Sorrell spurs rise of the holding company

This year, WPP has won global briefs from HSBC and Samsung – yet it is a holding company, not a network. Lucy Barrett looks at how the marketing services giant is redefining traditional roles

Last week, WPP Group bagged the &£400m Samsung global integrated communication account (MW last week). The appointment marks the second time this year that the marketing services holding company has been appointed to a global piece of integrated communications business: HSBC appointed WPP to its &£350m business in May (MW May 13).

Although it is not for lack of effort on the part of rivals, WPP seems to be the only holding company to have been able to pull off this type of deal in recent years, raising questions about these entities’ role in pitches.

It is well documented that WPP boss Sir Martin Sorrell adds the personal touch, and it appears he is prepared to go that bit further than the chiefs of rival holding companies to secure deals by seeking close relationships at the highest levels.

Sorrell’s personal intervention on pitches is not limited to global integrated communication briefs: earlier this year he pursued, and won, Nestlé’s &£800m global media business. He swiftly followed this up by scooping the &£680m European media brief for Unilever earlier this month. Both accounts will be serviced through MindShare.

But it is not just Sorrell’s networking skills that attract clients to his door. Insiders say it is his ability to tailor the perfect network of agencies, allowing clients to tap into WPP’s best resources in every market. “Team Samsung”, for instance, will be made up of various agencies in WPP’s portfolio. J Walter Thompson will take the bulk of the advertising, its sister network Red Cell the remainder.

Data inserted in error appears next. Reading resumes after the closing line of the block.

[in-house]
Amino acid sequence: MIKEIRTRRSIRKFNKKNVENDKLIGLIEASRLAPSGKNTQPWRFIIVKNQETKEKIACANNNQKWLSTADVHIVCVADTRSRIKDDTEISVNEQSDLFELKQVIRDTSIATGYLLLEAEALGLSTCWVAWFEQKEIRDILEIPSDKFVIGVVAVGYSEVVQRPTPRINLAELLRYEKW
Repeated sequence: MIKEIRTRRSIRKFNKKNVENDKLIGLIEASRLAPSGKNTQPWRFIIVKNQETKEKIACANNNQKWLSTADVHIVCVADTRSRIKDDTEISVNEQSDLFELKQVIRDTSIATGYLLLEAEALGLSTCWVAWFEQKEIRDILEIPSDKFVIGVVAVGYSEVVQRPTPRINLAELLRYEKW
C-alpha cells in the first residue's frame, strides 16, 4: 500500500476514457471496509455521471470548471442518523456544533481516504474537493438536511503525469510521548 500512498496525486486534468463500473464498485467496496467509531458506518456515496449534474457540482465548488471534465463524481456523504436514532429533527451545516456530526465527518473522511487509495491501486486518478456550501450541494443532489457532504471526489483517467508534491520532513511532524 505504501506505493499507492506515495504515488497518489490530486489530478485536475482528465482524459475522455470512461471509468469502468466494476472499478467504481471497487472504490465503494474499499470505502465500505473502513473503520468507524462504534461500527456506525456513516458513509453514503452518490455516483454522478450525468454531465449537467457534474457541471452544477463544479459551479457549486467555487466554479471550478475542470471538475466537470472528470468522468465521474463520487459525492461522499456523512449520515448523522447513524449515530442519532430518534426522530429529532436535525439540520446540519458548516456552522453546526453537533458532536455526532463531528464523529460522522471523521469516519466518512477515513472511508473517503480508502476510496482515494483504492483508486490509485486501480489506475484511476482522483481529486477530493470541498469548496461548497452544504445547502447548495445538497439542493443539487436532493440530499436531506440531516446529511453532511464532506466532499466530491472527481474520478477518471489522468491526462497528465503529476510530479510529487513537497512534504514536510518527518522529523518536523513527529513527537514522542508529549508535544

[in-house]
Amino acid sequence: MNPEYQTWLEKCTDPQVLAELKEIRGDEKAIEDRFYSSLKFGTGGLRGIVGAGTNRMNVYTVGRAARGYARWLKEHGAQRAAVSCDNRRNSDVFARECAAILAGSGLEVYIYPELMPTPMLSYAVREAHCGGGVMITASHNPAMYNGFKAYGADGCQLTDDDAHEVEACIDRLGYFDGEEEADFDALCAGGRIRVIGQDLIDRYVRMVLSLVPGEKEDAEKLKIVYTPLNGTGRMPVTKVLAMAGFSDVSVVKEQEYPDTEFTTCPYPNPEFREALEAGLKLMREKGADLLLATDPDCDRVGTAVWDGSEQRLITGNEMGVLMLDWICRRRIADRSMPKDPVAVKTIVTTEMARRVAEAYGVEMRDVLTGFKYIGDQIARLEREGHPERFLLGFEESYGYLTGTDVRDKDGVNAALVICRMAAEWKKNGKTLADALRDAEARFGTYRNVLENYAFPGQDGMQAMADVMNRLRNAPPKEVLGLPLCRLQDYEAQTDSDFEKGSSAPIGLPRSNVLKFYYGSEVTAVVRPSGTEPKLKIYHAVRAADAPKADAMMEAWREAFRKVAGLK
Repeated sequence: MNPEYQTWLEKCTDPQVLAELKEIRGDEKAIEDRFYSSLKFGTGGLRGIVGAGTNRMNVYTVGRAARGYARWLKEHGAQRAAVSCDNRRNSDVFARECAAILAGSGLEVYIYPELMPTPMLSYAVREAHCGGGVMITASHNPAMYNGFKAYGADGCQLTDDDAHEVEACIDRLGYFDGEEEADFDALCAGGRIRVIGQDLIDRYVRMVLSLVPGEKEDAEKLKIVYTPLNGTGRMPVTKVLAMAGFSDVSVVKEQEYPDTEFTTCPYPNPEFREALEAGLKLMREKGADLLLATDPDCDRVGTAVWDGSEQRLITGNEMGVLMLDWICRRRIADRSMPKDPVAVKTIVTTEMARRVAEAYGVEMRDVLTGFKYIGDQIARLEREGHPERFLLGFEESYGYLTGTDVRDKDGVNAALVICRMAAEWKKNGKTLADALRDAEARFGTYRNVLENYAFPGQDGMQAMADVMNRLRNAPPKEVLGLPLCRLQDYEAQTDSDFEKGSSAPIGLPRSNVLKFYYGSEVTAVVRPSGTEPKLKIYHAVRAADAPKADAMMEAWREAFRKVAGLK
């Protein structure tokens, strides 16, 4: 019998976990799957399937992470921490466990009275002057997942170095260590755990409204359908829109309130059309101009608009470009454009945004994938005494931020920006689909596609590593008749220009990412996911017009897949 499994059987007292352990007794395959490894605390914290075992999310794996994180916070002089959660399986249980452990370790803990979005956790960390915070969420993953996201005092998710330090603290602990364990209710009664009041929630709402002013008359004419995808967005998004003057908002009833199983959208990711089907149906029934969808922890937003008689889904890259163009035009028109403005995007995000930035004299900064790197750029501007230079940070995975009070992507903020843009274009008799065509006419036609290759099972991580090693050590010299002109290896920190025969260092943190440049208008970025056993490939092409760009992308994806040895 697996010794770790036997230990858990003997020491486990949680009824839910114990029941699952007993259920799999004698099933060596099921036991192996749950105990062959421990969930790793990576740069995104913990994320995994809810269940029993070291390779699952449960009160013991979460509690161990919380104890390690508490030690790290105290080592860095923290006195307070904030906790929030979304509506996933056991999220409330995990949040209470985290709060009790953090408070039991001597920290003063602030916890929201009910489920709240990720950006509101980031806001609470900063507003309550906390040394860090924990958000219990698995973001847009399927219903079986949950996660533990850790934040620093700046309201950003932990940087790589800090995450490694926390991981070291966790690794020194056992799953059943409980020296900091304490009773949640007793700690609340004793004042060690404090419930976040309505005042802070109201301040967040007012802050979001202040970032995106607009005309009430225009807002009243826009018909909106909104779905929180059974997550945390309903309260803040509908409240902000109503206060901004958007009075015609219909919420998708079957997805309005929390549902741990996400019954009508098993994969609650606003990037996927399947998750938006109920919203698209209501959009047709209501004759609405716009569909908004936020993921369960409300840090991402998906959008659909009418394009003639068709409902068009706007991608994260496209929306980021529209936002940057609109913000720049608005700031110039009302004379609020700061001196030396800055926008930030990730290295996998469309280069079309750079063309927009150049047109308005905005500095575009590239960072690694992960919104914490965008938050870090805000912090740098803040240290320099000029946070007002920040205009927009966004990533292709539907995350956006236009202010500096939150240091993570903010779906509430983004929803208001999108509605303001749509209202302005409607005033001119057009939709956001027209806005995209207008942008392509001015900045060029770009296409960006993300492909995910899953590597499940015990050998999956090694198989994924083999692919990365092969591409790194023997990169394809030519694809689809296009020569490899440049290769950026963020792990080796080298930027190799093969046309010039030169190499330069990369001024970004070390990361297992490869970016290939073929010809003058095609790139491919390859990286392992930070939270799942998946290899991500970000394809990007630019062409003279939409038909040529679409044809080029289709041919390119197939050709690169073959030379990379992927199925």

“Sorrell is a phenomenal new business machine,” says J Walter Thompson UK business development director Peter Cowie. “He has access to the top levels and understands their business concerns. We then create dream teams across the network and put in the right people in the right places.”

Some insiders claim WPP’s success in winning integrated global briefs is down to Sorrell’s enforcement of collaboration between competing WPP agencies, even if those agencies do not like it.

Cowie claims that the agencies are happy to collaborate, adding: “We actually know each other. Unlike other similar networks, it is not a struggle getting people to work together.”

But one senior advertising boss believes that the Samsung deal will result in a “turf war” within WPP, adding: “These agencies are competitors; they just happen to be owned by the same holding company.”

The HSBC and Samsung accounts are not the first big integrated deals to have been secured by WPP, nor are such deals without their problems. Sorrell hit the UK headlines with a deal to supply Boots with all its marketing services needs. But the deal came unstuck when new chief executive Richard Baker came on board and, after a pitch, awarded the business to a number of other agencies, working together to deliver an integrated solution, which were not all owned by the same holding company.

WPP’s Ford deal has also hit a few snags. After Sir Nick Scheele, former head of Jaguar and marketing supremo at Ford of Europe, who was later promoted to global chief operating officer of the Ford Motor Company, handed the advertising for all the manufacturer’s brands to WPP the move was questioned in a leaked Ford memo, produced during an internal investigation into purchasing procedures at the car company. The same memo also put Scheele’s personal friendship with Sorrell under the spotlight.